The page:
In part one of this series, we examine the minor issue of the clone process being managed and loaded onto a single host in a cluster under vCloud Director. In part two, we expanded on that to see how the different vApp deployment scenarios actually clone to other hosts. Now in part three we want to understand what if anything we can do from a design consideration to deal with these known challenges.
The script located in part one is certainly useful in order to mitigate the balance of the powered off Virtual Machines in a cluster. This can provide a lot of help in the source of the clone process for sure. That being said, what can we do do design a large scale provider hosted catalog infrastructure where there the possibility exists to have multiple vCenters, cluster, and Virtual Datacenters. Let’s take a look at the original layout I used for testing below. The only change is let’s assume there is one Catalog vApp instead of two.
Using a similar diagram as the basis, as well as the idea that a provider may want to maintain a single published catalog, as well as organization’s unpublished catalogs what might we do? We know from the testing we need to be aware of some of these possible design considerations based on the known situations below.
- vCloud Director Cells will proxy traffic on their HTTP port for exports, (Provided you have not configured a management Interface that also has direct access to the ESX hosts in which case the copy may hit there instead)
- ESX hosts will utilize their management interface for network based copy to a Cell or to another ESX host in a different cluster in the same vCenter where storage is not equally presented.
Knowing this here are some initial recommendations you might want to consider, none of which are gospel just some things to think about.
- Consider the network connectivity of the vCD Cells carefully. Possibly put HTTP ports on a separate subnet and use a management interface that is localized to the ESX management network layer 2 to isolate incoming copy traffic from HTTP portal traffic. Essentially keep all “VMware Management” on a separate subnet for traffic flow. A good reference for understanding some of the networking and static routing to make some of the suggestions work is Hany Michael’s post about publishing vCD on the internet. Although it is specific to that scenario, the networking segmentation is good to understand now that we know how the traffic flows. You may even look to have more interfaces on your vCD cell to meet the varying requirements.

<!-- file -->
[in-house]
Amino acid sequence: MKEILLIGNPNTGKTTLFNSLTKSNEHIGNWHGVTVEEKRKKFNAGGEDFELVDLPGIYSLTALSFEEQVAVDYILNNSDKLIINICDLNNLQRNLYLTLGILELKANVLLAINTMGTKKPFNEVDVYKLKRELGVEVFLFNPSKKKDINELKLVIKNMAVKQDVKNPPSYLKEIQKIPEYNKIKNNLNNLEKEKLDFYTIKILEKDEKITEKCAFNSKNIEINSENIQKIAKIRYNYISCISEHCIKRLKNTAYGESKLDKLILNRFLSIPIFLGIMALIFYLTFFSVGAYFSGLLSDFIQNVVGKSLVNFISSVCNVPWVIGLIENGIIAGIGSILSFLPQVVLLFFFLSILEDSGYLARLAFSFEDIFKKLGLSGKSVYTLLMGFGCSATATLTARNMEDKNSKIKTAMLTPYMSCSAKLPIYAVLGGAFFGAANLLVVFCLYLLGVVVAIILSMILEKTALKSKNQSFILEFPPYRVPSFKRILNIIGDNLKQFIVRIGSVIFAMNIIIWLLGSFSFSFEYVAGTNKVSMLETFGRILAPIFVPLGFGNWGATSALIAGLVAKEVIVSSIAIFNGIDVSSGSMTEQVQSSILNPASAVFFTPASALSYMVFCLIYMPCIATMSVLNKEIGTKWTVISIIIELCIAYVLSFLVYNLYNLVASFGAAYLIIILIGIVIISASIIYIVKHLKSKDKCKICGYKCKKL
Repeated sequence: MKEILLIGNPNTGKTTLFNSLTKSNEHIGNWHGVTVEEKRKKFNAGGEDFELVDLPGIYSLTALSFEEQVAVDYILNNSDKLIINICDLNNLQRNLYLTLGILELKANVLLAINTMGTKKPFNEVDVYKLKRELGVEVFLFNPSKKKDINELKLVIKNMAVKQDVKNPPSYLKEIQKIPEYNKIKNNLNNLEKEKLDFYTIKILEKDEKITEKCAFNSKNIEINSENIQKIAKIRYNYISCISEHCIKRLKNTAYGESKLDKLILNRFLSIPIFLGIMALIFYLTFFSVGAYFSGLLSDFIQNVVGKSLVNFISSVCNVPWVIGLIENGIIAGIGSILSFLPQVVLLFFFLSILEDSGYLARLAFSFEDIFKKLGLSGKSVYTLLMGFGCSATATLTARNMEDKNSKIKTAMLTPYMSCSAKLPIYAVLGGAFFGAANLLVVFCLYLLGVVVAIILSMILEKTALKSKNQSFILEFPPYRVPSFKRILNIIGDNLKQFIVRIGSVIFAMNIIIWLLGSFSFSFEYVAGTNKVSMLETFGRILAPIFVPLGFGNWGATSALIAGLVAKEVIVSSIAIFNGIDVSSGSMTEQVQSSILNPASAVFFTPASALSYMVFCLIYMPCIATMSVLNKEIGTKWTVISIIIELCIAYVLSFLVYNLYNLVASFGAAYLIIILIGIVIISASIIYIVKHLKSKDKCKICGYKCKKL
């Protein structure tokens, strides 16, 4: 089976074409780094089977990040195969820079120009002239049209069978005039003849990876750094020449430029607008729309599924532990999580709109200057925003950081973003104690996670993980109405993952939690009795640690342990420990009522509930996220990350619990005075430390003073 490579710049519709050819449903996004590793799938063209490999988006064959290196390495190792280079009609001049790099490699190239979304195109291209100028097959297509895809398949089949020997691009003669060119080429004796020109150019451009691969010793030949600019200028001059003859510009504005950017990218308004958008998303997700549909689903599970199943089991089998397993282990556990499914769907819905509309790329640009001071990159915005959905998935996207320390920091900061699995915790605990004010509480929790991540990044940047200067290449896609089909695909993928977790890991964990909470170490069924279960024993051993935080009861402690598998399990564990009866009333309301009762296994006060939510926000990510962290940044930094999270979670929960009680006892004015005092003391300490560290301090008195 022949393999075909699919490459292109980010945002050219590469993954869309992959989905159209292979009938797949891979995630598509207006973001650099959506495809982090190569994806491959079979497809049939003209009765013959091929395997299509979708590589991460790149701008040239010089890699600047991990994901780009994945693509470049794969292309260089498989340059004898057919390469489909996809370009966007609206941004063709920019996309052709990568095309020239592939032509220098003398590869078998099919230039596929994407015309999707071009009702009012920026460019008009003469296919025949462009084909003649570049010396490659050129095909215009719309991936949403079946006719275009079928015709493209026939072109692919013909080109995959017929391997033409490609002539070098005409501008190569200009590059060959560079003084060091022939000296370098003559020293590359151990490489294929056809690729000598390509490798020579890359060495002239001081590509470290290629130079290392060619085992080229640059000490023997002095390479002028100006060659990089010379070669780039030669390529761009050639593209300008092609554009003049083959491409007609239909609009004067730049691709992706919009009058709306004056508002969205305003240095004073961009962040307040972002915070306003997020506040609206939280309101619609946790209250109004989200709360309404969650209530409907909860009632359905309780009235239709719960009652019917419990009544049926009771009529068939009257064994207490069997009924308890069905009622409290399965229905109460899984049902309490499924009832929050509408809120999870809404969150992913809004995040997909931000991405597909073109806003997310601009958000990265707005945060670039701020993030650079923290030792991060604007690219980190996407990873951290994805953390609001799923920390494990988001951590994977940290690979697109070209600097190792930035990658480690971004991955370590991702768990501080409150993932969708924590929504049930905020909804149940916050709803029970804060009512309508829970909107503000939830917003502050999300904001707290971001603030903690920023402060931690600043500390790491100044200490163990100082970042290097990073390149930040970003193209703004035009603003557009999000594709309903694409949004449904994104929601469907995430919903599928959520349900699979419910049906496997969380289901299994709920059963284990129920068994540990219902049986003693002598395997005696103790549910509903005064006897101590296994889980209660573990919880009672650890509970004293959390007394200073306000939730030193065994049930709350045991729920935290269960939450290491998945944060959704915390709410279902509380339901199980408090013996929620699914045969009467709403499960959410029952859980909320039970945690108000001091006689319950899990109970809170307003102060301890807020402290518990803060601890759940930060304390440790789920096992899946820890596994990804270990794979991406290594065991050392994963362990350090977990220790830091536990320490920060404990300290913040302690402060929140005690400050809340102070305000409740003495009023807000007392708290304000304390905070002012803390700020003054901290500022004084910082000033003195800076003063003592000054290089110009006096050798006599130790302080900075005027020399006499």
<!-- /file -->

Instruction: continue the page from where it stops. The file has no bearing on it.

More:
- On vCD Cells use separate VMNIC interfaces for HTTP/Console/NFS/Management and enable Jumbo Frames on the Management/NFS ports. The goal is to prevent HTTP portal traffic from getting caught up in the copy processes.
- Enable Jumbo frames on the NFS Storage, switches in between, and on the VMKernel ports on ESX hosts. This may provide some performance improvement on the Management Network copy processes that we have seen.
- Alternatively create separate VMKernel interfaces for vCloud Director communication separate from the Management Interface, (However I have not tested this, but in theory it may also do the same thing.)
- Within at least the initial primary vCenter instance consider a cross-cluster datastore to host the catalog items on. This will at least provide block based copy within that vCenter, but will not help when additional vCenters are added to vCD. You will be left with network copy when deploying a vApp from a catalog across vCenters. As pointed out by a comment on Part One, having a VAAI enabled array in this case would help offload the block based copy process. However, once you need to deploy to any cluster not seeing that Datastore, OR across to another vCenter you are back to network copy and/or vCD Export and OVF import.
One last thought is that you could dedicate a cluster and Provider vDC to just hosting and deploying templates. This is slightly different than just creating an Organization for catalog and templates, I am suggesting an actual provider vDC be used so the hosts are dedicated to these tasks. This would not need to be large as there would not be a lot of load for running Virtual Machines. Maybe this is also a cluster used for Provider only based workload that is not customer centric workloads. This could also then be used by Organizations to host their catalogs, and maybe there is a different cost associated with catalog items versus running Virtual Machines. Of course all customers would then need to be sure to place catalog Virtual Machines in this vDC. This would ensure that all I/O and network load is consumed by dedicated hosts for a good portion of the process.
What I can confidently say is there is no one single best solution to addressing this challenge. What I can offer up and suggest is that most customers I have seen this far are installing vCloud Director in smaller Proof of Concept or lab situations and have not really thought about larger scale deployments where a second vCenter will be in play. I do personally know of t least two customers that have two vCenters planned or currently deployed in their vCloud Director as of today. The purpose of this three part series was to give you some deep dive background on what is going on under the covers. How you chose to address them at the end of the day, but I hope it helps understanding how the parts are actually communicating behind the scenes so you can make better design decisions. Comments and other ideas are certainly welcome if anyone has any other ideas.